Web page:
Demerit Points


A driver who has not committed any offences has zero demerit points. When a driver commits an offence that carries demerit points, the points are added to their driving record. If a person incurs the threshold number of demerit points within a three-year period, a licence suspension or refusal is applied.

While demerit points only count towards a suspension for a three year period, infringements are permanently recorded in a person’s driving history.

The demerit point thresholds are as follows:

  • Unrestricted licence (Class C): 12 points.
  • Heavy vehicle licence: 12 points (but the licence holder must have held a Class C licence for 12 or 24 months (depending on the type of vehicle to be driven) before being issued with the heavy vehicle licence.
  • Public vehicle licence: 12 points (but licence holders must hold other qualifications, including a Working With Vulnerable People card).
  • Learner licence: 12 points.
  • Provisional licence: 4 points.
  • Provisional licence with Road Ready “P off” course: 8 points.
  • Probationary licence: 2 points.

Demerit points reset to zero upon upgrading from a learner licence to a provisional licence. However, demerit points do not reset to zero upon upgrading from a provisional licence to a full licence, or from a full licence to a higher class of licence.

Suspension and refusal periods

Reaching or exceeding the demerit points limit results in licence suspension or refusal. The Road Transport Authority (RTA) will send you a Notice of Suspension or Refusal. The notice will specify the date the suspension or refusal is to begin. The imposition of the suspension or refusal period relies on the RTA serving a Notice.

For unrestricted licence holders, the period of suspension depends on the number of points accumulated as follows:

  • 13-15 points: 3 months.
  • 16-19 points: 4 months.
  • 20 or more points: 5 months.

For both provisional categories of licence and for learner drivers, the suspension period is 3 months.

Can I appeal against a suspension or refusal?

There are no licence appeals as such, but you can elect not to pay the ticket for the offence that would result in a suspension and rather take the matter to court. If the court dismisses the case because you are not guilty or if the court deals with you under Section 17 of the Crimes (Sentencing) Act 2005 (a non-conviction order), you will not lose any points and therefore avoid a suspension of your licence.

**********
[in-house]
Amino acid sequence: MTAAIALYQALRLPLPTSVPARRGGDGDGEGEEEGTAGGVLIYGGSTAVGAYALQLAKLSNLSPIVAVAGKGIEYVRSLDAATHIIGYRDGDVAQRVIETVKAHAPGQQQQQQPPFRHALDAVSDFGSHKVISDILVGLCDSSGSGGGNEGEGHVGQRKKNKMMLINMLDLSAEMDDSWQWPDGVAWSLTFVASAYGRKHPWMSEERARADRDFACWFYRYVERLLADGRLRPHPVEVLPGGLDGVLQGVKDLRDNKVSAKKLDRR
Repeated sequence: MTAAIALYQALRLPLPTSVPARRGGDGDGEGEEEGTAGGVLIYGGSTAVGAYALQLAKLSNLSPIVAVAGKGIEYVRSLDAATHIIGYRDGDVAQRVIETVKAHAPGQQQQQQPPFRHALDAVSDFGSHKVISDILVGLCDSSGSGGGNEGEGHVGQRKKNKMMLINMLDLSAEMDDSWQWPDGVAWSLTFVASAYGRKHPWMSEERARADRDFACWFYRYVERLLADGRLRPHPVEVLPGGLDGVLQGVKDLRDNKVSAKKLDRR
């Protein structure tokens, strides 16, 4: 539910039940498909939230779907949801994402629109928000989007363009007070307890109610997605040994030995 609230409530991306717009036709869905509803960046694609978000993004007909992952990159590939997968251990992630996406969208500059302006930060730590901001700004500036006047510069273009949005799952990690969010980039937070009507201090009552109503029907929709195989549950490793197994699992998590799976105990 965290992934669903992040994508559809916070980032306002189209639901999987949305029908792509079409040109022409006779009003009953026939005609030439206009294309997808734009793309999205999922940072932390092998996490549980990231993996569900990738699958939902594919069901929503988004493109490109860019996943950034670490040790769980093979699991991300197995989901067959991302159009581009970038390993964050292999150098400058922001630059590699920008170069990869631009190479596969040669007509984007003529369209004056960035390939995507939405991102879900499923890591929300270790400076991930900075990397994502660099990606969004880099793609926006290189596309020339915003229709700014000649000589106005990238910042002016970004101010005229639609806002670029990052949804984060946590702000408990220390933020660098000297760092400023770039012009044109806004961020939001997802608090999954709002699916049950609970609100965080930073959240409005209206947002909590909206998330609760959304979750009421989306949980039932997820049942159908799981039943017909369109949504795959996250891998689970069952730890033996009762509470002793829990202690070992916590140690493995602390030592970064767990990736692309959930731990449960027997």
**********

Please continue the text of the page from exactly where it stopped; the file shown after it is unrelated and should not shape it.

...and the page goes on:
Will I get demerit points if I get a Section 17 for the offence?

If you elect to have a traffic offence that carries demerit points taken to court, you may be given a Section 17.

The term “Section 17” refers to Section 17 of the Crimes (Sentencing) Act 2005. This provision enables a court that finds you guilty of a traffic offence to discharge you without recording a conviction. Because there is no conviction, there is no criminal record and no loss of licence. If you get a Section 17, you will not get any demerit points for the offence. For many people, this means they will not face a licence suspension.

If you require legal advice or representation in a driving matter of in any other legal matter, please contact Armstrong Legal. 

WHERE TO NEXT?

In NSW, traffic offences are treated seriously. Therefore, it is important to get competent legal advice as early as possible, whether you have received a penalty notice, had your licence suspended or been charged with a serious offence. Our lawyers are highly experienced and understand the difficulties you face without a licence. We can guide you through the process while dealing with the various authorities related to your matter.

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